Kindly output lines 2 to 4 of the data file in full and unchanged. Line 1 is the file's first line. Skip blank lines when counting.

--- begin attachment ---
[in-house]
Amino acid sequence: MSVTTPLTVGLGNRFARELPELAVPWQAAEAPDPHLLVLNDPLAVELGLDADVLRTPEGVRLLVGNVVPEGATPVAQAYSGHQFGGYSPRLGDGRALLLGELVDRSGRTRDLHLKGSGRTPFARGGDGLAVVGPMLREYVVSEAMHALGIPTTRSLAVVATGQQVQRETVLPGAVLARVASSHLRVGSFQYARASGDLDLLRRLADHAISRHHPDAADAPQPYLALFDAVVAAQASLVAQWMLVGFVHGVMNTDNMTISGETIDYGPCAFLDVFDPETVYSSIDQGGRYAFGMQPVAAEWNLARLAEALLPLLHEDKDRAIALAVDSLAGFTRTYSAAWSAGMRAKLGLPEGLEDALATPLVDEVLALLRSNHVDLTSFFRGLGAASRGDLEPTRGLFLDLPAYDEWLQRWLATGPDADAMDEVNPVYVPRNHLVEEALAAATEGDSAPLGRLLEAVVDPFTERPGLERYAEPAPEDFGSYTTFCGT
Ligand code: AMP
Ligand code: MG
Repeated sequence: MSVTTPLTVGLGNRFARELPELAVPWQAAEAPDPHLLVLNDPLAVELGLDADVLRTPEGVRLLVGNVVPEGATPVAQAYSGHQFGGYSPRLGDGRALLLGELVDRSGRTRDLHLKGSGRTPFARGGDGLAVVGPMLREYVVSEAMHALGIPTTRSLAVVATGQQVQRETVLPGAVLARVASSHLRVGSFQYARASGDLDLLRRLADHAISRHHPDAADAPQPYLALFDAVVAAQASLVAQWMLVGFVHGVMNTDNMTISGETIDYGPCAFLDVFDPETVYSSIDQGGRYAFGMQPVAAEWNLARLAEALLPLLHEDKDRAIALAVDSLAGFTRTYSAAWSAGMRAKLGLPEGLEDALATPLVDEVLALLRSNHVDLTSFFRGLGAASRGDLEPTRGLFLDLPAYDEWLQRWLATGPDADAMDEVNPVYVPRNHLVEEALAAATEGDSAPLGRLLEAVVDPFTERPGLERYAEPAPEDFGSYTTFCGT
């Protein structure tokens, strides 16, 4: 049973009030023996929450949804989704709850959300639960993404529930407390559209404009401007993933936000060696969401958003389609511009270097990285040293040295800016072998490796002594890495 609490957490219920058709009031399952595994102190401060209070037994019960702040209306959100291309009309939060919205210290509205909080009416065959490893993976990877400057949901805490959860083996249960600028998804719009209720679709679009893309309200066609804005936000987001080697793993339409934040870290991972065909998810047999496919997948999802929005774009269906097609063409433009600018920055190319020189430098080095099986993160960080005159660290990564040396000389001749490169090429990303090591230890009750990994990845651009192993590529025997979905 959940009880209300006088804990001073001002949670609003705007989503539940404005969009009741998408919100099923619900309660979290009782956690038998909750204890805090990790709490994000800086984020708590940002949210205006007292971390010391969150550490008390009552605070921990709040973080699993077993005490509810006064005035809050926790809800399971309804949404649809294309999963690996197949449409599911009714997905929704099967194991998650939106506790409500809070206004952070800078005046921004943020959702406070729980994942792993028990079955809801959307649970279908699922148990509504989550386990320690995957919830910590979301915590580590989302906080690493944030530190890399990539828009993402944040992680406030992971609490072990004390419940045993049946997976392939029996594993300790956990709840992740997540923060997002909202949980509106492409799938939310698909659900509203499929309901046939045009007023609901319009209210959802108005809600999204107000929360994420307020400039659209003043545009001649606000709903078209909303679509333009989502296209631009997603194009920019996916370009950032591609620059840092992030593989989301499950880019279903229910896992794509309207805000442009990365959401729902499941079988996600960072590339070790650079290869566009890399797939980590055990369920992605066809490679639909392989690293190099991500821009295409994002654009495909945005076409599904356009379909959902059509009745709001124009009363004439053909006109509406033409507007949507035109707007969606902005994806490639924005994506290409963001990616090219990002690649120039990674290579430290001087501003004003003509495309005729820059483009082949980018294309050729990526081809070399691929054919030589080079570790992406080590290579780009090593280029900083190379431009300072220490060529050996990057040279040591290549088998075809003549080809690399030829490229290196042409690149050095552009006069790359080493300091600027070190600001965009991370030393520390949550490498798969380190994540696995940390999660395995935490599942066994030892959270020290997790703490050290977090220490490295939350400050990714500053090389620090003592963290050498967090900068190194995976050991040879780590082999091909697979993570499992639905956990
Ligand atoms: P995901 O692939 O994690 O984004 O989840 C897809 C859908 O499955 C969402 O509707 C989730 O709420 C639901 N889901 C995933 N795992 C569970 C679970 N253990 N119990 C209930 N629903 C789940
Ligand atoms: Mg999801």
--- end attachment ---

Amino acid sequence: MSVTTPLTVGLGNRFARELPELAVPWQAAEAPDPHLLVLNDPLAVELGLDADVLRTPEGVRLLVGNVVPEGATPVAQAYSGHQFGGYSPRLGDGRALLLGELVDRSGRTRDLHLKGSGRTPFARGGDGLAVVGPMLREYVVSEAMHALGIPTTRSLAVVATGQQVQRETVLPGAVLARVASSHLRVGSFQYARASGDLDLLRRLADHAISRHHPDAADAPQPYLALFDAVVAAQASLVAQWMLVGFVHGVMNTDNMTISGETIDYGPCAFLDVFDPETVYSSIDQGGRYAFGMQPVAAEWNLARLAEALLPLLHEDKDRAIALAVDSLAGFTRTYSAAWSAGMRAKLGLPEGLEDALATPLVDEVLALLRSNHVDLTSFFRGLGAASRGDLEPTRGLFLDLPAYDEWLQRWLATGPDADAMDEVNPVYVPRNHLVEEALAAATEGDSAPLGRLLEAVVDPFTERPGLERYAEPAPEDFGSYTTFCGT
Ligand code: AMP
Ligand code: MG